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<no subject>

Hi all, 

Thanks for your informative responses. Actually, by "African," I meant from
_all over_ Africa. I too am a bit puzzled by the fact that the few aquarium
plants from Africa that we see in the US are apparently all from 3-4 West
African countries. Apart from the Rift Lakes, there is lots of fresh water
in East, North and South Africa, and presumably lots of plants too.

I have no experience with Ammnia spp. or Nesaea pedicellata, but I have seen
them for sale on the web and will check them out. Hydrotriche hottonifolia I
have never seen or even heard of till yesterday. A quick search of the web
found only one reference to it, on the site of a Czech breeding and
exporting firm, Petra-Aqua. Any suggestions as to where I might be able to
find this in the US?

I didn't think Aponetogens came from continental Africa (Madagascar doesn't
count!). Likewise, I thought Criniums were Asian plants. Am I wrong?


> By African, you mean West African? Ammannia senegalensis and it's larger and
> faster growing brother A.gracilus  are great and also Nesaea pedicellata are
> fast growers and very nice for contrast with the Anubias. Tiger lotus,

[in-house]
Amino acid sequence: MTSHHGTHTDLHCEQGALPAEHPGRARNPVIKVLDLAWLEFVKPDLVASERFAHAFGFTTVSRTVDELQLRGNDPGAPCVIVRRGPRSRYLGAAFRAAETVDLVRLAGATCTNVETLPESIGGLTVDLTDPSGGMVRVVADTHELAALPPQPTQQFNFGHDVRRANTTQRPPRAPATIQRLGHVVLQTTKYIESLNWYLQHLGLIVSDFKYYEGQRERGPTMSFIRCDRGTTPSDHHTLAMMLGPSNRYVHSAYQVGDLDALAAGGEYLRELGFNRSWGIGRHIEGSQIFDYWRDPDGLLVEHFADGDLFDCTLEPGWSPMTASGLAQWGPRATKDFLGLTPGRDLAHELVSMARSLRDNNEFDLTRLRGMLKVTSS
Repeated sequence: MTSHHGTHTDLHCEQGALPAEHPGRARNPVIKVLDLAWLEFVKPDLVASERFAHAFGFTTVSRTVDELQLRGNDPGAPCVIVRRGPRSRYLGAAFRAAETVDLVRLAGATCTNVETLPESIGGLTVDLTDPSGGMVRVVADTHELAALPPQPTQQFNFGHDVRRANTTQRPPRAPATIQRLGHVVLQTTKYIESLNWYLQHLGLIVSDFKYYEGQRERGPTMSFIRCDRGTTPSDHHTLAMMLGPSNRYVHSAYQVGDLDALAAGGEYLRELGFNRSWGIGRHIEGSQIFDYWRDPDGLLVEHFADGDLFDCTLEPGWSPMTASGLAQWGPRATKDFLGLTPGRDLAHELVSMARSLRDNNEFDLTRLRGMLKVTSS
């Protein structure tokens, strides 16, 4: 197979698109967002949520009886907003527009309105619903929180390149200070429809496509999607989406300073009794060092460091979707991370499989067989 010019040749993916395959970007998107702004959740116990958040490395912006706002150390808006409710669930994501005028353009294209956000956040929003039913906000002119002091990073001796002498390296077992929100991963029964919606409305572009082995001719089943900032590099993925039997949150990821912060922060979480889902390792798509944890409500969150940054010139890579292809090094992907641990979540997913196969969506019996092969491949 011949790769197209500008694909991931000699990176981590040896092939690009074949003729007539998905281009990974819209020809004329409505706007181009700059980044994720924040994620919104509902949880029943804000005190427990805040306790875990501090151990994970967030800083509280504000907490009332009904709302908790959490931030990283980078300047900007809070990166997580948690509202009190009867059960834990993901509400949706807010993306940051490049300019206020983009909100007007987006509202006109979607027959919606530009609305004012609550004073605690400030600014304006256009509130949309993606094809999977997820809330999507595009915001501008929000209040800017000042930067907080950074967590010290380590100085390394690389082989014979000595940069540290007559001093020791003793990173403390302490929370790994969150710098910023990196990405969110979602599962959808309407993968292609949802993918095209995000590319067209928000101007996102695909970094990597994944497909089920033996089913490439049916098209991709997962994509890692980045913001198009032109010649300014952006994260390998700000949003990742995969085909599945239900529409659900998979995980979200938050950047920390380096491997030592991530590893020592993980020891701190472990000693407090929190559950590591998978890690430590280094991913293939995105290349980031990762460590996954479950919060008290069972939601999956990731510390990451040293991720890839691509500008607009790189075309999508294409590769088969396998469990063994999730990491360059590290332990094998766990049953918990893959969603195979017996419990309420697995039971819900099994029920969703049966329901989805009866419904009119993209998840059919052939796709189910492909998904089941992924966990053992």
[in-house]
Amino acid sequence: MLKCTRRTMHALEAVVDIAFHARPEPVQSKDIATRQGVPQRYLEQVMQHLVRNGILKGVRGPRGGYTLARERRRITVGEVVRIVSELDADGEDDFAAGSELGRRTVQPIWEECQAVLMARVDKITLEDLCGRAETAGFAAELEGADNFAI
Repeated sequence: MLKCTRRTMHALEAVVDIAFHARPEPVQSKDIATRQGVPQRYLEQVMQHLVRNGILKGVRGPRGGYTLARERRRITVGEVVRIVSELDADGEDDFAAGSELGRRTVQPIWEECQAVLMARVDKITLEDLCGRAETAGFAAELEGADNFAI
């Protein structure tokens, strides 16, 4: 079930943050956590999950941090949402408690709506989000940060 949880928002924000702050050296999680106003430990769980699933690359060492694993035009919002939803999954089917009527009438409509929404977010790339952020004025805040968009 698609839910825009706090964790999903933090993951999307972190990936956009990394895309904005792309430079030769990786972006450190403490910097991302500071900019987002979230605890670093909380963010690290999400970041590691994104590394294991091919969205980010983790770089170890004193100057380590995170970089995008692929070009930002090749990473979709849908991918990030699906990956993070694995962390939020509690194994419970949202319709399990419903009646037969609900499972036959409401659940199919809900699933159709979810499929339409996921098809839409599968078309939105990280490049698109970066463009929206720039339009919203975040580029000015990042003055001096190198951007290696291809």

> Aponogetons, Bolbitis can be also somewhat fast growers. Criniums can be
> considered for this also. Most of these get BIG though! H. hottonifolia
> also.
> I believe there is a Hair grass from there (E minima?) although I could be
> wrong.
> What I'd like to see more of is plants from Lake Malawi and Tanganyika. They
> are there but they only ship out the fish................ not the plants!
> The general notion is that all lake Cichlids are only Rock dwellers and eat
> plants. This is plain rubbish. Many areas do have plants and there are many
> pictures and collector accounts to prove it. Guess I might take an African
> trip to do some collecting! In my dreams....................
> Tom Barr        AGA

> Hydrotriche hottoniflora, but it can sometimes be tricky
> in that it seems to have an affinity for algae. Snails
> are a help.
> - --
> Dave Whittaker